Ownership and Rights Fees -
Conflicts of Interest & Money

AOLTimeWarner logoWalt Disney Company LogoTribune Company Logo

In addition to the media outlets of AOL and CNN, AOL-Time Warner owns the Atlanta Hawks, Atlanta Braves, and the Atlanta Thrashers. Walt Disney Company, with the media giants of ABC and ESPN, owns the Anaheim Mighty Ducks and controlling interest of the Anaheim Angels. Tribune Company owns the Chicago Cubs. The list goes on.

Media companies that own sports franchises have sparked a debate over coverage issues that may arise. Will journalists be able to write unbiased and complete stories about a sports franchise their parent company owns? Will they be apt to promote the team or to ignore serious issues?

What the Codes Say

NFL Rights Fees Graph - Courtesy Columbia Journalism Review

Hand in hand with the issue of media ownership is that of rights fees. Rights fees is the money that broadcast and cable networks pay leagues and organizations for exclusive rights to broadcast events. These numbers have become quite staggering over the past several years. Fox, CBS, ABC, and ESPN paid a total of $17.6 billion for the rights to broadcast National Football League games over 8 seasons. Compare the price CBS paid ($50,000) to cover the 1960 Winter Olympics to the $3.55 billion NBC paid in 1998 for rights to cover the summer and winter Olympic games through 2008.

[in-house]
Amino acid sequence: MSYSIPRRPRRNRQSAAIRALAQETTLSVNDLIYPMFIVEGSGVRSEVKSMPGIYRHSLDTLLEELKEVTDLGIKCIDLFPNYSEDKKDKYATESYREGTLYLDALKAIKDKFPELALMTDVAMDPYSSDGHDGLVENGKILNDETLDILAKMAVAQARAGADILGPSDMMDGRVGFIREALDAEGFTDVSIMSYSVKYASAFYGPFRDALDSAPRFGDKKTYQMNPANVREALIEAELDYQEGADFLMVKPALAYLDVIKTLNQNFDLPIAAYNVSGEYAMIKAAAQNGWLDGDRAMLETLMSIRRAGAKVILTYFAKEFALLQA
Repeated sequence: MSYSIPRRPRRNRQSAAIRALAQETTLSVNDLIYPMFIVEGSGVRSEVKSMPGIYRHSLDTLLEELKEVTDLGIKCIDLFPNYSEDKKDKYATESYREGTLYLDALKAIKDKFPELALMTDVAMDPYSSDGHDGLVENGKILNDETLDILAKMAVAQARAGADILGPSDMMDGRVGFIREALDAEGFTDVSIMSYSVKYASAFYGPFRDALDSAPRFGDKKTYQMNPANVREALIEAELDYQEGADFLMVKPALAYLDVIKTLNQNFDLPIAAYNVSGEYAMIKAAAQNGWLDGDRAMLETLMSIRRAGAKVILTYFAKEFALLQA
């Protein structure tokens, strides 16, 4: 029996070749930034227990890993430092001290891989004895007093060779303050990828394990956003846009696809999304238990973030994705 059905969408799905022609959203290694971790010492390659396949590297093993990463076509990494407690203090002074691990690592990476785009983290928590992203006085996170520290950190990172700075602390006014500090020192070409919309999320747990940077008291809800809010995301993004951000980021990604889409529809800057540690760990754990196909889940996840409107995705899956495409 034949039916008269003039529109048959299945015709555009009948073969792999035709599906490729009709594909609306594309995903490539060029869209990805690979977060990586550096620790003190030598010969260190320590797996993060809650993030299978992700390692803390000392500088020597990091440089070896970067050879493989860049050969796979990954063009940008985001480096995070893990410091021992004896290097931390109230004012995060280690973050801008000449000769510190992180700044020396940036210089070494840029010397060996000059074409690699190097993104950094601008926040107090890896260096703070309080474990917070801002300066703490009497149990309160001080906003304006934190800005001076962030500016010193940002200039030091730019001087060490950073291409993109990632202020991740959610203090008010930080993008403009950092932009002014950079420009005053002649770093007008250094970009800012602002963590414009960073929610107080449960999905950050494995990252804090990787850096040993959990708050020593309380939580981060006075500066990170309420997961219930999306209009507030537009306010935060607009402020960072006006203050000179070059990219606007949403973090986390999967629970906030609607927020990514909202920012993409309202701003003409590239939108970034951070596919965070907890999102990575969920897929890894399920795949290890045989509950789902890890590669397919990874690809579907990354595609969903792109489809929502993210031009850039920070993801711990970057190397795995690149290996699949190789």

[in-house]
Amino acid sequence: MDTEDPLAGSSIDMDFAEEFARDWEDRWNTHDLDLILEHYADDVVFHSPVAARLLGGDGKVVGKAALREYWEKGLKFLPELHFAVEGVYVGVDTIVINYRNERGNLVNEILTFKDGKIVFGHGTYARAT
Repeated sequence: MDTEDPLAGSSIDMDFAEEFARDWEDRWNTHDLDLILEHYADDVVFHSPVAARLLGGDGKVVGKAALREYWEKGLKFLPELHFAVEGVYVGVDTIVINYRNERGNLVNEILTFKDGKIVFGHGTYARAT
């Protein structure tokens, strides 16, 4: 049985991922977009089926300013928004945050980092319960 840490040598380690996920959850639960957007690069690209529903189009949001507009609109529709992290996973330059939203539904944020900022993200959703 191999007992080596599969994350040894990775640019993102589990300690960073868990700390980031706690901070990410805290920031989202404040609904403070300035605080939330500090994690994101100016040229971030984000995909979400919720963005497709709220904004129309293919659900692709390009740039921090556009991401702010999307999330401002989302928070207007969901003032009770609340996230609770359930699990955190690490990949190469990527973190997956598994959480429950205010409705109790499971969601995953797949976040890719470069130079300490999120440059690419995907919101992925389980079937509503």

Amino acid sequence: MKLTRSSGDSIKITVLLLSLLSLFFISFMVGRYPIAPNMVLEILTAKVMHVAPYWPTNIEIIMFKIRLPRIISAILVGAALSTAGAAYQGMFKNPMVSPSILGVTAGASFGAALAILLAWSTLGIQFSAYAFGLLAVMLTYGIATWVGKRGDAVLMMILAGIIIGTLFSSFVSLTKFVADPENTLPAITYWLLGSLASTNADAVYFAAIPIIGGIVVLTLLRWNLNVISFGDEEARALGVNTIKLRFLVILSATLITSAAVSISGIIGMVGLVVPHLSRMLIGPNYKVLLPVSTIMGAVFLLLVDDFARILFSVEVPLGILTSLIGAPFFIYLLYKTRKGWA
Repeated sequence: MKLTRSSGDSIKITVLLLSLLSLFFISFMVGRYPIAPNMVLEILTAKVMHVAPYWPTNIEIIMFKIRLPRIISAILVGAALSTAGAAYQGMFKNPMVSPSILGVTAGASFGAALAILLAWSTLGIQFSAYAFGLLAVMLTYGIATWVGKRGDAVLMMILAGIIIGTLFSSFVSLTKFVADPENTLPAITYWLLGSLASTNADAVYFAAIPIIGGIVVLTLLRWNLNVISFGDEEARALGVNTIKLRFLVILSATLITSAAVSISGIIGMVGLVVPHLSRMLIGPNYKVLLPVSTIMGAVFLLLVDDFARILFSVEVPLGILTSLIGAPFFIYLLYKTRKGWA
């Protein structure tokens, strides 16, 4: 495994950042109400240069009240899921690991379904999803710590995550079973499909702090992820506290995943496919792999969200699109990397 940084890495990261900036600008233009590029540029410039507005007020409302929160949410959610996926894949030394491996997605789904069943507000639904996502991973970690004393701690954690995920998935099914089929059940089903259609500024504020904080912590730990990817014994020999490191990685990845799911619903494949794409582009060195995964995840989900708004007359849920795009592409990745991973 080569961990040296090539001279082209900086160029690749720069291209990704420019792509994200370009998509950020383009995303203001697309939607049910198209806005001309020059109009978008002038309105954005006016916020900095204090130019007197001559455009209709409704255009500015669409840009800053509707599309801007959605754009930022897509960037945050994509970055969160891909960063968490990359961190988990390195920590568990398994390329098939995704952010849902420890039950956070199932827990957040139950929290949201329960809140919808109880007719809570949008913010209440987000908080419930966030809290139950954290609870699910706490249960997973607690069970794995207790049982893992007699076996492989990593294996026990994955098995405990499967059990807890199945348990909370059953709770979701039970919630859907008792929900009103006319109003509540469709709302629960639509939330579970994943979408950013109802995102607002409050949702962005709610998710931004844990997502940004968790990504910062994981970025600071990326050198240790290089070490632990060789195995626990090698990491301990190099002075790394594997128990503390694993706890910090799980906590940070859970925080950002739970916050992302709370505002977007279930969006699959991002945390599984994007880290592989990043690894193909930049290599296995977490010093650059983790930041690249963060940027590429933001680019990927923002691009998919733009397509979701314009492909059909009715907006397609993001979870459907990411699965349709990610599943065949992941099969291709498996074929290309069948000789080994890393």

With all this money being spent on coverage the temptation may be there for networks to view the sports organizations they cover as "marketing partners."

Dick Ebersol, chairman of NBC Sports, in the book Money Players, is quoted about a weekly NBA/NBC luncheon held "once the season starts up, to discuss how we're promoting, how we're producing, what we're doing with features in the pregame..."

What the Codes Say